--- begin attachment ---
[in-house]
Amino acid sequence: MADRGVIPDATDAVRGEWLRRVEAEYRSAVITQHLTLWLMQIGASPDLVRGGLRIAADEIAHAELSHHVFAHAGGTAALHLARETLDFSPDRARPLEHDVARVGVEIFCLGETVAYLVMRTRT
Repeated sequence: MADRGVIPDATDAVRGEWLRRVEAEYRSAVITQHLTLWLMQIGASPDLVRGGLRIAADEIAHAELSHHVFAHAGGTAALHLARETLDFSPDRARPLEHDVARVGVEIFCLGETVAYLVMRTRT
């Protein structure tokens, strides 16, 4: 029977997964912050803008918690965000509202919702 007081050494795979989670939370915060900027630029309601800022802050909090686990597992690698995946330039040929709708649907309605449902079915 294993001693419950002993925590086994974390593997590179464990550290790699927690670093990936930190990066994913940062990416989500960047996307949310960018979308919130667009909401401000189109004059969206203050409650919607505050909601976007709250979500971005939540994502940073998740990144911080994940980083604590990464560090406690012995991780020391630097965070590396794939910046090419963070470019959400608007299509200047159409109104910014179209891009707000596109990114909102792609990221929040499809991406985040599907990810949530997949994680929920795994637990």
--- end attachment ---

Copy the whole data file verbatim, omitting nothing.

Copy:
[in-house]
Amino acid sequence: MADRGVIPDATDAVRGEWLRRVEAEYRSAVITQHLTLWLMQIGASPDLVRGGLRIAADEIAHAELSHHVFAHAGGTAALHLARETLDFSPDRARPLEHDVARVGVEIFCLGETVAYLVMRTRT
Repeated sequence: MADRGVIPDATDAVRGEWLRRVEAEYRSAVITQHLTLWLMQIGASPDLVRGGLRIAADEIAHAELSHHVFAHAGGTAALHLARETLDFSPDRARPLEHDVARVGVEIFCLGETVAYLVMRTRT
């Protein structure tokens, strides 16, 4: 029977997964912050803008918690965000509202919702 007081050494795979989670939370915060900027630029309601800022802050909090686990597992690698995946330039040929709708649907309605449902079915 294993001693419950002993925590086994974390593997590179464990550290790699927690670093990936930190990066994913940062990416989500960047996307949310960018979308919130667009909401401000189109004059969206203050409650919607505050909601976007709250979500971005939540994502940073998740990144911080994940980083604590990464560090406690012995991780020391630097965070590396794939910046090419963070470019959400608007299509200047159409109104910014179209891009707000596109990114909102792609990221929040499809991406985040599907990810949530997949994680929920795994637990």